Ubiquitin charging of human class III ubiquitin-conjugating enzymes triggers their nuclear import.

Plafker SM, Plafker KS, Weissman AM, Macara IG - J. Cell Biol. (2004)

The active site cysteine of UbcM2 is required for the enzyme to be efficiently imported in the nucleus. BHK cells were micro-injected into the cytoplasm with a mixture of TRITC-labeled dextran (Inj marker; 1 mg/ml) plus either wt, C145S, or C145A UbcM2-GGH6 (9 μM). (A) Aliquots of the injection mixtures were solubilized, separated by SDS-PAGE, and the proteins were detected by CBB staining. Full-length proteins are denoted with an asterisk, and the migration of molecular size markers is indicated on the left. (B) After injection, cells were incubated for 20 min at 37°C and then imaged live by fluorescence microscopy. 50–75 cells were injected with each protein and representative cells are shown for wt (a and b), C145S (c and d), and C145A (e and f). Bar, 10 μm. (C) WT and C145S UbcM2-GGH6 were injected into cells maintained at 37°C on a heated stage and were imaged by time-lapse fluorescence microscopy for the time course indicated.
© Copyright Policy
Related In: Results  -  Collection

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getmorefigures.php?uid=PMC2172591&req=5

fig2: The active site cysteine of UbcM2 is required for the enzyme to be efficiently imported in the nucleus. BHK cells were micro-injected into the cytoplasm with a mixture of TRITC-labeled dextran (Inj marker; 1 mg/ml) plus either wt, C145S, or C145A UbcM2-GGH6 (9 μM). (A) Aliquots of the injection mixtures were solubilized, separated by SDS-PAGE, and the proteins were detected by CBB staining. Full-length proteins are denoted with an asterisk, and the migration of molecular size markers is indicated on the left. (B) After injection, cells were incubated for 20 min at 37°C and then imaged live by fluorescence microscopy. 50–75 cells were injected with each protein and representative cells are shown for wt (a and b), C145S (c and d), and C145A (e and f). Bar, 10 μm. (C) WT and C145S UbcM2-GGH6 were injected into cells maintained at 37°C on a heated stage and were imaged by time-lapse fluorescence microscopy for the time course indicated.
Mentions: The data from Fig. 1 suggested that the C145S and C145A mutants would not be imported into the nuclei of cells by importin-11. We tested this prediction using a micro-injection assay. BHK cells were injected in the cytoplasm with equal amounts (Fig. 2 A) of either wt, C145S, or C145A UbcM2-GGH6, and after a 20-min incubation at 37°C the intracellular localization of the reporter proteins was examined in live cells by GFP fluorescence microscopy. Wt UbcM2 localized efficiently to the nuclei of injected cells (Fig. 2 B, a and b), whereas the mutants remained largely in the cytoplasm (Fig. 2 B, c–f). These findings were further confirmed in a parallel experiment using time-lapse fluorescence microscopy to compare the transport kinetics of wt UbcM2 and the C145S active site mutant (Fig. 2 C).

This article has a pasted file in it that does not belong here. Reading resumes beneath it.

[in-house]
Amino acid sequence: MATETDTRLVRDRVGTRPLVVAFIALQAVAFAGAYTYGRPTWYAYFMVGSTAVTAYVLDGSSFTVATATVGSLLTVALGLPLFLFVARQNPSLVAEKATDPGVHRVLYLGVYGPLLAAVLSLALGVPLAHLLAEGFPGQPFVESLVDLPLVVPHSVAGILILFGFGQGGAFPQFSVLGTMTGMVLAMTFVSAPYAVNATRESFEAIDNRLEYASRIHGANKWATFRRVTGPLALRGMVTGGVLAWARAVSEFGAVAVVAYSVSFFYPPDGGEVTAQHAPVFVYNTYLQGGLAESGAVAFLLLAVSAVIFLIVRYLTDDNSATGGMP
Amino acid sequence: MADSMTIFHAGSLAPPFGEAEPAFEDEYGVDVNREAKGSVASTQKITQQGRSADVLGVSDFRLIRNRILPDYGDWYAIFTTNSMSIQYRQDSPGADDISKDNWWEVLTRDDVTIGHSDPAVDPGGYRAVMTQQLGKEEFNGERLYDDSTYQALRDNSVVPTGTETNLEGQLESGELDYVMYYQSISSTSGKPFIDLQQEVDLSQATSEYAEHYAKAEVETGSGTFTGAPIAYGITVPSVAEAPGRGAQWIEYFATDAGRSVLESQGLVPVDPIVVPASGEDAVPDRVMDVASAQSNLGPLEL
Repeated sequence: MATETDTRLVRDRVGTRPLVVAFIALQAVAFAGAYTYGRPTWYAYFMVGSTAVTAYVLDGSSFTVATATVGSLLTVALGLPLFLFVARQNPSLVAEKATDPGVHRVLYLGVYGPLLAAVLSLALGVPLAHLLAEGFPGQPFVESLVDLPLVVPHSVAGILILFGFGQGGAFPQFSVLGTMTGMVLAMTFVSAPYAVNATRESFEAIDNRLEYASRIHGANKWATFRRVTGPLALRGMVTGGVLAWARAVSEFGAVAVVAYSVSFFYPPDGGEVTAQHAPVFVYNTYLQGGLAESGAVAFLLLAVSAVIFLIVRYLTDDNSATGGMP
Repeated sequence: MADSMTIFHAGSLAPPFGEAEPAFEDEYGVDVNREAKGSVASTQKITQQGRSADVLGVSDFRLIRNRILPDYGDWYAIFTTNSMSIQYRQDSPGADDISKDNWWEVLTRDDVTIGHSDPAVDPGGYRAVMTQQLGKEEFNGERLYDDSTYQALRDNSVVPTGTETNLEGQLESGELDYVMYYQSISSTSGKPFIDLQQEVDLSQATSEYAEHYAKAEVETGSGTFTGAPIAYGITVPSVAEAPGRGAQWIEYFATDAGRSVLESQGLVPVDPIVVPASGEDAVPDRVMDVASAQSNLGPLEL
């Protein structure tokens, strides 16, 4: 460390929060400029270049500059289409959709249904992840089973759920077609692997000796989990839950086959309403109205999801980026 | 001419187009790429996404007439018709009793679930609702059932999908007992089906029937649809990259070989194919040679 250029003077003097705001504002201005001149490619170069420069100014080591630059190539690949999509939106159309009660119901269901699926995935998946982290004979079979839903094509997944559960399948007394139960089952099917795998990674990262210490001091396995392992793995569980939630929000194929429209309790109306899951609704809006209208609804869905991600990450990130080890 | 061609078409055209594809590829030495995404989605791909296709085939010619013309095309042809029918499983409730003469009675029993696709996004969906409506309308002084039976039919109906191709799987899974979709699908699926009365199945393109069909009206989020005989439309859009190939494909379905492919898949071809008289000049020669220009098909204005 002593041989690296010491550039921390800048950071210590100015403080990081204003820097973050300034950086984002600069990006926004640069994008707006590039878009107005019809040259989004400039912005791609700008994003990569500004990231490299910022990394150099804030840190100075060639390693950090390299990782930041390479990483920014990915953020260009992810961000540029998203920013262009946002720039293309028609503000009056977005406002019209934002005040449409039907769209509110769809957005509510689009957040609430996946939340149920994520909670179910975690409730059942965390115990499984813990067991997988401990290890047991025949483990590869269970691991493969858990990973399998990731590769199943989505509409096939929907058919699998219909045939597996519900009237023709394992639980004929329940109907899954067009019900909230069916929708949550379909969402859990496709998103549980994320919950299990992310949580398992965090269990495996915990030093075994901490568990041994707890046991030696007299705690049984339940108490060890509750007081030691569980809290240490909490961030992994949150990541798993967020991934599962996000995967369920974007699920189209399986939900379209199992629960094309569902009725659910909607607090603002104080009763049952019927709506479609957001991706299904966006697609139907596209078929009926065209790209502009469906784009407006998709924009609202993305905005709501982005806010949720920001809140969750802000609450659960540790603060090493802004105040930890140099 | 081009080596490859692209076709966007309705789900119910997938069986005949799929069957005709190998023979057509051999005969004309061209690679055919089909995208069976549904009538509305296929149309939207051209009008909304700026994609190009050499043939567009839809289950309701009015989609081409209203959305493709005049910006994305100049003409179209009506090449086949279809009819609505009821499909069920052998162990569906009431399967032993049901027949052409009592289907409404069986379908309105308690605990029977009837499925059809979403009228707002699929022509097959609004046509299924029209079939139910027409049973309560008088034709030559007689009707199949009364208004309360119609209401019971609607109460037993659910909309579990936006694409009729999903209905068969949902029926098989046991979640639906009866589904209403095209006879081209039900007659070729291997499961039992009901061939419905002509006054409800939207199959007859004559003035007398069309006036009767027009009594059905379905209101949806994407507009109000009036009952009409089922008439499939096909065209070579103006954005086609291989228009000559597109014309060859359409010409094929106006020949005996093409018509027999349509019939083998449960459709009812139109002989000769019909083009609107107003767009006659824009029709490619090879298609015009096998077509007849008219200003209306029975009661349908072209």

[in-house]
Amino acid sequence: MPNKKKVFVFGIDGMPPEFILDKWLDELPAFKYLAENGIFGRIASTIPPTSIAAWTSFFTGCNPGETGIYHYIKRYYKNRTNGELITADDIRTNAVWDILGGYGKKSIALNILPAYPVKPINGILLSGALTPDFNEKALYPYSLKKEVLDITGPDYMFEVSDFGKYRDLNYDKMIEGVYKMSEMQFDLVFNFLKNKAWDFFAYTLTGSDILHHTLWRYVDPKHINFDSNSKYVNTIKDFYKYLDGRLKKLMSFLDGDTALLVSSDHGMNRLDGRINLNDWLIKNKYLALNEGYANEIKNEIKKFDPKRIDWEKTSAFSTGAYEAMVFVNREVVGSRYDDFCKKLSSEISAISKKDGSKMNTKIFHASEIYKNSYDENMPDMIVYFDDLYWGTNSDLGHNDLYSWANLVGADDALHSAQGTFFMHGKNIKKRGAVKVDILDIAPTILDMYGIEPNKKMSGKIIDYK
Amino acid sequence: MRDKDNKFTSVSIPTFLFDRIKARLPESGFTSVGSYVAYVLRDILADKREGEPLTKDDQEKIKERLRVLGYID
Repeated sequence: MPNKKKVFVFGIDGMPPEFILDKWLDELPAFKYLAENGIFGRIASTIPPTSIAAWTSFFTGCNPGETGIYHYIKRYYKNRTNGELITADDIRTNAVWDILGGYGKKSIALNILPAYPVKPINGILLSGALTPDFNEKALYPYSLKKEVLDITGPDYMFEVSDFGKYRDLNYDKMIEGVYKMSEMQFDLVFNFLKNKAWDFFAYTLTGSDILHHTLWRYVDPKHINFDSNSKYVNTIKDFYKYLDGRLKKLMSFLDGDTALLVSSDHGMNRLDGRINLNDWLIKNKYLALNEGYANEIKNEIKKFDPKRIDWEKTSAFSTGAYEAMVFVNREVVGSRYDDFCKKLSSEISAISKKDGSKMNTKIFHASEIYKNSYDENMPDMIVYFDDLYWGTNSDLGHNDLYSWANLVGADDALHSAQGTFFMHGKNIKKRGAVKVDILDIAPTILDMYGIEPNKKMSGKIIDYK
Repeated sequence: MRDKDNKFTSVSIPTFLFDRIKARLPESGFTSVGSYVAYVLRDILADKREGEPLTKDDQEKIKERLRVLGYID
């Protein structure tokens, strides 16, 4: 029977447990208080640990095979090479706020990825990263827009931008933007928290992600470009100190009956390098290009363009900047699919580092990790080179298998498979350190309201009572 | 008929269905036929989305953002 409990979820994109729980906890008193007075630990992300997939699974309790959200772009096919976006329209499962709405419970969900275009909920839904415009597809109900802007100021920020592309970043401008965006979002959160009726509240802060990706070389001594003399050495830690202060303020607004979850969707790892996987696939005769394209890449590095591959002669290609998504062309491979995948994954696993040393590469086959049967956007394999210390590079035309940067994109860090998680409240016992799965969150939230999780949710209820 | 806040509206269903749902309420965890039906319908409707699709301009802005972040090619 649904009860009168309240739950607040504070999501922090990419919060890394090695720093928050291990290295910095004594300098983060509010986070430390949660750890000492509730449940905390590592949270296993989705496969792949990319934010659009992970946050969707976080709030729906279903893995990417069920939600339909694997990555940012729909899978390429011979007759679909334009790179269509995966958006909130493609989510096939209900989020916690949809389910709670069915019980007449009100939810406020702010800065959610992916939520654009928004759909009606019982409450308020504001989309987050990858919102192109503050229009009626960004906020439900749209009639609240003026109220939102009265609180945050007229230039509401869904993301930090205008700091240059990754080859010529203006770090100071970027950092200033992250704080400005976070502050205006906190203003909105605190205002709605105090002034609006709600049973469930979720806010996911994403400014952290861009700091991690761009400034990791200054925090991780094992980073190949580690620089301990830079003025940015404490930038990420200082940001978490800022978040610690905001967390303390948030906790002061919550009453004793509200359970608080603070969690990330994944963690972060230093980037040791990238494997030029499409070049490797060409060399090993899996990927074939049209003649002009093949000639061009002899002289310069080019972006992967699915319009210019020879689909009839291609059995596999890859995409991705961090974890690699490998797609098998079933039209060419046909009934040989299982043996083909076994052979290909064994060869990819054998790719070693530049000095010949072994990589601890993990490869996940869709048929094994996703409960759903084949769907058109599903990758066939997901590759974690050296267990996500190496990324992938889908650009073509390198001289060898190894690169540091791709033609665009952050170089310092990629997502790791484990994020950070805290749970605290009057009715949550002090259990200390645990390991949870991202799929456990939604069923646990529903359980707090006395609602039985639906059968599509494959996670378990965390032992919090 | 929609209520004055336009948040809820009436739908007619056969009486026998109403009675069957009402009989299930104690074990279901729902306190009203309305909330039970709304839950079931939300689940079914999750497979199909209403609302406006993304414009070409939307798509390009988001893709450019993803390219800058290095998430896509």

Bottom Line: We previously demonstrated that a murine E2, UbcM2, is imported into nuclei by the transport receptor importin-11.This coupling of E2 activation and transport arises from the selective interaction of importin-11 with the Ub-loaded forms of these enzymes.Together, these findings reveal that Ub charging can function as a nuclear import trigger, and identify a novel link between E2 regulation and karyopherin-mediated transport.

View Article: PubMed Central - PubMed

Affiliation: Department of Cell Biology, University of Oklahoma Health Sciences Center, Oklahoma City, OK 73104, USA. scott-plafker@ouhsc.edu

ABSTRACT
Ubiquitin is a small polypeptide that is conjugated to proteins and commonly serves as a degradation signal. The attachment of ubiquitin (Ub) to a substrate proceeds through a multi-enzyme cascade involving an activating enzyme (E1), a conjugating enzyme (E2), and a protein ligase (E3). We previously demonstrated that a murine E2, UbcM2, is imported into nuclei by the transport receptor importin-11. We now show that the import mechanism for UbcM2 and two other human class III E2s (UbcH6 and UBE2E2) uniquely requires the covalent attachment of Ub to the active site cysteine of these enzymes. This coupling of E2 activation and transport arises from the selective interaction of importin-11 with the Ub-loaded forms of these enzymes. Together, these findings reveal that Ub charging can function as a nuclear import trigger, and identify a novel link between E2 regulation and karyopherin-mediated transport.

Show MeSH